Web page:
To map these structures, astronomers turn to individual stars. The composition of each star records its birthplace, age and birth composition, so studying starlight enables a kind of galactic cartography as well as genealogy. By locating stars in time and place, astronomers can trace history and deduce how the Milky Way formed bit by bit over billions of years.
The first major efforts to study the formation of the primordial galaxy began in the 1960s, when Olin Eggen, Donald Lynden-Bell, and Edwin Hubble )’s former graduate student, Alan Sandage, believes that the Milky Way collapsed from a rotating cloud of gas. Sometime after that, astronomers thought the first structures to emerge in our galaxy were halos, followed by bright, dense disks of stars. As more powerful telescopes came online, astronomers created increasingly precise maps and began to refine their ideas of how the Milky Way formed. Come together.
That all changed in 2016, when the first data from the European Space Agency’s Gaia satellite returned to Earth. Gaia precisely measures the paths of millions of stars across the Milky Way, allowing astronomers to understand where these stars are, how they move through space, and how fast they are traveling. With Gaia, astronomers can paint a clearer picture of the Milky Way, which reveals many surprises.
The bulge is not spherical, but rather peanut-shaped, and is part of a larger bar spanning the middle of our galaxy. The Milky Way itself is as twisted as the brim of a well-worn cowboy hat. The thick disk also has a trumpet shape, growing thicker toward the Milky Way. Its edges, it may have formed before the halo. Astronomers aren’t even sure how many spiral arms the galaxy has.
The map of our island universe isn’t as neat as it once seemed, nor as peaceful as it once was.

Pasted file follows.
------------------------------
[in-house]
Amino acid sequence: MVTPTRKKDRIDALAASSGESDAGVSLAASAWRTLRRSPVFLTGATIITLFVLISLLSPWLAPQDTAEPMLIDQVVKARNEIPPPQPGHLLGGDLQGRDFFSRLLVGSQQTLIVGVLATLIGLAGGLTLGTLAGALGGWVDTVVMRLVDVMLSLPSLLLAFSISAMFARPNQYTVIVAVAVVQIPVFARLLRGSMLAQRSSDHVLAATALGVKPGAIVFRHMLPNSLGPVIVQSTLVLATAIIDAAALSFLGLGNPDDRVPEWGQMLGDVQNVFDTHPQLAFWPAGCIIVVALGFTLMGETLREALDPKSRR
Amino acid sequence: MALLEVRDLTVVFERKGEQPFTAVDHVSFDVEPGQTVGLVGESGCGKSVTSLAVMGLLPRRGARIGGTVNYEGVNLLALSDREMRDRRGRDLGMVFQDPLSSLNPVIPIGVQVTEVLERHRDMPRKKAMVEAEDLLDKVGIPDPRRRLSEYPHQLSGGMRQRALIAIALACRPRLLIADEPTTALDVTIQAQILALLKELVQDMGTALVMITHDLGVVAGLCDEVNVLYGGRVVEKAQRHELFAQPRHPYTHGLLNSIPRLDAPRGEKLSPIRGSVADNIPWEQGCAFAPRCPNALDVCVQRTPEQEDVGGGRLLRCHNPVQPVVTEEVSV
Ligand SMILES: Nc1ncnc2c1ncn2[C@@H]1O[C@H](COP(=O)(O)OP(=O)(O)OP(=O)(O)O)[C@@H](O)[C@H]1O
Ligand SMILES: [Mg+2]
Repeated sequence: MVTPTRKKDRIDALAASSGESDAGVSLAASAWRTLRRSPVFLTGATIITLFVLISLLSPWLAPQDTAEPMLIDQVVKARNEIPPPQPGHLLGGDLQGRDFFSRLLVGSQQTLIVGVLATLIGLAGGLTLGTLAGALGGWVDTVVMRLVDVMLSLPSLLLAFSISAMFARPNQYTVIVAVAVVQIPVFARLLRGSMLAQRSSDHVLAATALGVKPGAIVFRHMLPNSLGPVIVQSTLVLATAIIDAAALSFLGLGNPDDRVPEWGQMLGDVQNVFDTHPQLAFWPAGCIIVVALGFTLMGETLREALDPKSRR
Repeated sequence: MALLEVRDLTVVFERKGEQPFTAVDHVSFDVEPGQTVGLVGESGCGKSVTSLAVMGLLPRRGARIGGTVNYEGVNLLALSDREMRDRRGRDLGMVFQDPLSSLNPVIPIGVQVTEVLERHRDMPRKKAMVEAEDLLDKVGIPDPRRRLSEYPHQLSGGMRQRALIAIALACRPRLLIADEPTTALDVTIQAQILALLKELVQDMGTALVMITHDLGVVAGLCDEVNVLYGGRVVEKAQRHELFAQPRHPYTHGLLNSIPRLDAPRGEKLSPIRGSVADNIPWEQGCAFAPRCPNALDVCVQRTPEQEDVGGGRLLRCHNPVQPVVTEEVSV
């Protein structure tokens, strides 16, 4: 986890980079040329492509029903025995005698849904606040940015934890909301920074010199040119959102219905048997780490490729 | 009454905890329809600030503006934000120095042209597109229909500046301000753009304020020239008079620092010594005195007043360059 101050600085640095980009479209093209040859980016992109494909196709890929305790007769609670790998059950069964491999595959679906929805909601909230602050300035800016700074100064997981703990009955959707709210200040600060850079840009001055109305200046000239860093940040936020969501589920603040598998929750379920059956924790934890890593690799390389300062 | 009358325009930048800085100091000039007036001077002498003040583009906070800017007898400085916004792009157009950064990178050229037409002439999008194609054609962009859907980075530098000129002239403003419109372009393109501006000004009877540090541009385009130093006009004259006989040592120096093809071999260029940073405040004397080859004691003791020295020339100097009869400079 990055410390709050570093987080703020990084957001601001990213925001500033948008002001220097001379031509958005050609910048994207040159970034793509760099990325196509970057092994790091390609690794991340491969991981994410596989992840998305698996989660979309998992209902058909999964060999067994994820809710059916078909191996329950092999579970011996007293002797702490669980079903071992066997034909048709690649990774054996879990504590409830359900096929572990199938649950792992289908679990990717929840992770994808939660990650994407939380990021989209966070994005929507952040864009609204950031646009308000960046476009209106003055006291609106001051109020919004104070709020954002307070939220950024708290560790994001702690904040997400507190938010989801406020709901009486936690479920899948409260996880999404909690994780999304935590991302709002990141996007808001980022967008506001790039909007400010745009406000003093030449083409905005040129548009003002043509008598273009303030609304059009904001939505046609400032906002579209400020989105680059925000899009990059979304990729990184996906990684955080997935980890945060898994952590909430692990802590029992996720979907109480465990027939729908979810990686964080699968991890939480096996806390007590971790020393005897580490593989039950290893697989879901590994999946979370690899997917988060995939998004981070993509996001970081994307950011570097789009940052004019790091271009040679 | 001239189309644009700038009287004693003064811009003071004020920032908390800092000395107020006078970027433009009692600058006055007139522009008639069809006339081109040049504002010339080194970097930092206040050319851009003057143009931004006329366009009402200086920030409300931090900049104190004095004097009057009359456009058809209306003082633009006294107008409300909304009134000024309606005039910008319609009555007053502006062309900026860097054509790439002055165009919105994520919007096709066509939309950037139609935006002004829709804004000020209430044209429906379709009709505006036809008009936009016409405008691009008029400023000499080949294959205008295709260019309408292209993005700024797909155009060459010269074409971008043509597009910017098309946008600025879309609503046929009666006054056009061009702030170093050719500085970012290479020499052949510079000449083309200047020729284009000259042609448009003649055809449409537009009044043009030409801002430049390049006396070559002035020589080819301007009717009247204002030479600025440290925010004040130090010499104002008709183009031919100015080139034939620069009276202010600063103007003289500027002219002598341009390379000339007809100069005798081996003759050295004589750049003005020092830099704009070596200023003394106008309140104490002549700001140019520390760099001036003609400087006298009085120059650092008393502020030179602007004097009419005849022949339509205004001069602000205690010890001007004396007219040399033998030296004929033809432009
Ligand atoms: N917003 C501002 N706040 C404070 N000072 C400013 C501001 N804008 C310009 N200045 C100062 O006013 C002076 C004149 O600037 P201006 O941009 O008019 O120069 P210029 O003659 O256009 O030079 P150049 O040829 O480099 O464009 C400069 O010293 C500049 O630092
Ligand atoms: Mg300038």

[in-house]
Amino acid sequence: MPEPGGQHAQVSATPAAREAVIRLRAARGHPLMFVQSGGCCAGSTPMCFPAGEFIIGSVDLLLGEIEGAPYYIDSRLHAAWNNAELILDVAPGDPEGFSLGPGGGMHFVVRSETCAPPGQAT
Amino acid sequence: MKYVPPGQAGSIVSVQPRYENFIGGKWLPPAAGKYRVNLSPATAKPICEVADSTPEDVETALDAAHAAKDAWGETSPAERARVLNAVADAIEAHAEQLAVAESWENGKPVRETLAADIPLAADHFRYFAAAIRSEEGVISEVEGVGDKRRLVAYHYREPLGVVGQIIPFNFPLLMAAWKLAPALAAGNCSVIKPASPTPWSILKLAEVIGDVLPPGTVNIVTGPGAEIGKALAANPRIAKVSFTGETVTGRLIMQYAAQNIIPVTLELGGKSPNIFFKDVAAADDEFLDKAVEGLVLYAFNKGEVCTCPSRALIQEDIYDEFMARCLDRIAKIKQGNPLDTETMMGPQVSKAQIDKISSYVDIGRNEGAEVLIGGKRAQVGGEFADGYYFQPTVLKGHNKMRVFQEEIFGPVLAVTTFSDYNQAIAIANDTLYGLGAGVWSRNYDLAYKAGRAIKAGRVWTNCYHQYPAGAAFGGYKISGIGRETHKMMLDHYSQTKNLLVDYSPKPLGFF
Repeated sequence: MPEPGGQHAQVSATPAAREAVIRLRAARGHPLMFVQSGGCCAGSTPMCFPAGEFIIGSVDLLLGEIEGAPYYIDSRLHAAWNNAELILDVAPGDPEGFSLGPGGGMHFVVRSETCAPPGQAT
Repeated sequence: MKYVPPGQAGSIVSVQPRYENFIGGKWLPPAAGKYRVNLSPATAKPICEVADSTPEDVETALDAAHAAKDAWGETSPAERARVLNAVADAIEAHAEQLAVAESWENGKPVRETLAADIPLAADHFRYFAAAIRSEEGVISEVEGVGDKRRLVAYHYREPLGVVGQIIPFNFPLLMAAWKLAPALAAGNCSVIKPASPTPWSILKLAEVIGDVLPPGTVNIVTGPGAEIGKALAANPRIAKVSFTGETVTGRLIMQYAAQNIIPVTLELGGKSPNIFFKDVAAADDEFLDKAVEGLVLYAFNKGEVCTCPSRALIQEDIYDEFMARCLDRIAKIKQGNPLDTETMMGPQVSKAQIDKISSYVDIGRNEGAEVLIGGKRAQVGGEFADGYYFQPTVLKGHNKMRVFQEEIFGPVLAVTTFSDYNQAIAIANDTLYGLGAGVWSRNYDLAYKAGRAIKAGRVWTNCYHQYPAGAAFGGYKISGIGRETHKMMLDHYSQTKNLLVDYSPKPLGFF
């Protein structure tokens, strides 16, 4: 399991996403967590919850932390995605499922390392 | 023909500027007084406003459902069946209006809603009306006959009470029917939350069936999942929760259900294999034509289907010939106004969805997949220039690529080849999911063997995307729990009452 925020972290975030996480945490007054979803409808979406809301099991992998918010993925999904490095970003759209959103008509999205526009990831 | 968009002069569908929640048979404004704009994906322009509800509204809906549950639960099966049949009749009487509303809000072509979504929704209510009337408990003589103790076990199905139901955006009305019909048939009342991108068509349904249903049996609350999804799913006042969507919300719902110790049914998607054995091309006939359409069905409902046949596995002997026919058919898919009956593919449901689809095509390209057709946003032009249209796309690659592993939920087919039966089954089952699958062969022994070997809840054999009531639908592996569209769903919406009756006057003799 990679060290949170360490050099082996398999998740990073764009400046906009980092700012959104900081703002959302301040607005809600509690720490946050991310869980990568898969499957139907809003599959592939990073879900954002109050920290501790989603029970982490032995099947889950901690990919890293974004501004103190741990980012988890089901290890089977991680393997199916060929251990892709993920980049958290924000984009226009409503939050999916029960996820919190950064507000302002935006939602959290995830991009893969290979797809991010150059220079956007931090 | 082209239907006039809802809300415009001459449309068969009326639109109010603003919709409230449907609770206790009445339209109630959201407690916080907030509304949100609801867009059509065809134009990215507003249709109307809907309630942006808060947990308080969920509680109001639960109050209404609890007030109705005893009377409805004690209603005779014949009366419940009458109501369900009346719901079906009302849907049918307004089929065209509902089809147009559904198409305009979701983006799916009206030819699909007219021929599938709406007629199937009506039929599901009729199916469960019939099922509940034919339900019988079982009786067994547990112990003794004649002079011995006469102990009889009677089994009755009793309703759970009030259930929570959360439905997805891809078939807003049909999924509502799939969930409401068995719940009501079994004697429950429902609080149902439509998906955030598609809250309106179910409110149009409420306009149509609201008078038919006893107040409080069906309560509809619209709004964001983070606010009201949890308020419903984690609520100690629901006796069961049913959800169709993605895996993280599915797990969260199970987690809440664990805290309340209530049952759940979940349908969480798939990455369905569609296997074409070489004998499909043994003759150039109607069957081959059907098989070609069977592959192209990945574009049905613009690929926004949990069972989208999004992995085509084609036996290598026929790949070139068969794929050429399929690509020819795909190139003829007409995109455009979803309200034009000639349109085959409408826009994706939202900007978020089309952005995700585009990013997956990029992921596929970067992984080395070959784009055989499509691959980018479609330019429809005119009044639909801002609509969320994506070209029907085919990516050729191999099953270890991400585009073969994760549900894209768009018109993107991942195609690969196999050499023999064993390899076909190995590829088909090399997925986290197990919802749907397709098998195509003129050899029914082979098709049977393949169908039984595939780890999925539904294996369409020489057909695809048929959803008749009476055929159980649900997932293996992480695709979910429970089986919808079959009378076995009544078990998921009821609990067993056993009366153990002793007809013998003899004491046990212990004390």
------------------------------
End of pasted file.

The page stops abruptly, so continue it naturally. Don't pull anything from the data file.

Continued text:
“If you look at a traditional picture of the Milky Way, you’ll see this nice spherical halo and a very regular-looking disk, and everything is kind of fixed and stationary. But what we know now is that this galaxy is in a state “Unbalanced” Charlie Conroy“This simple and orderly picture has been completely abandoned in the past few years,” said astronomers at the Harvard-Smithsonian Center for Astrophysics.
New map of the galaxy
Three years after Hubble realized that Andromeda was a galaxy in its own right, he and other astronomers were busy imaging and cataloging hundreds of island universes. These galaxies seemed to exist in several common shapes and sizes, so Hubble developed a basic classification scheme called a tuning fork diagram: it divided galaxies into two categories: elliptical galaxies and spiral galaxies.
Astronomers still use this scheme to classify galaxies, including ours. Currently, the Milky Way is a spiral, and its arms are the primary nurseries for stars (and planets). For half a century, astronomers thought there were four main spiral arms—the Sagittarius Arm, the Orion Arm, the Perseus Arm, and the Cygnus Arm (we live in a smaller branch unimaginatively called the Local Arm). But new measurements of supergiants and other objects are painting a different picture, and astronomers no longer agree on the number of these arms. arms or their size, or even whether our galaxy is a strange thing among islands.
“Strikingly, few outer galaxies have four spirals extending from the center to the outer regions,” Xu Yeastronomers at China’s Purple Mountain Observatory said in an email.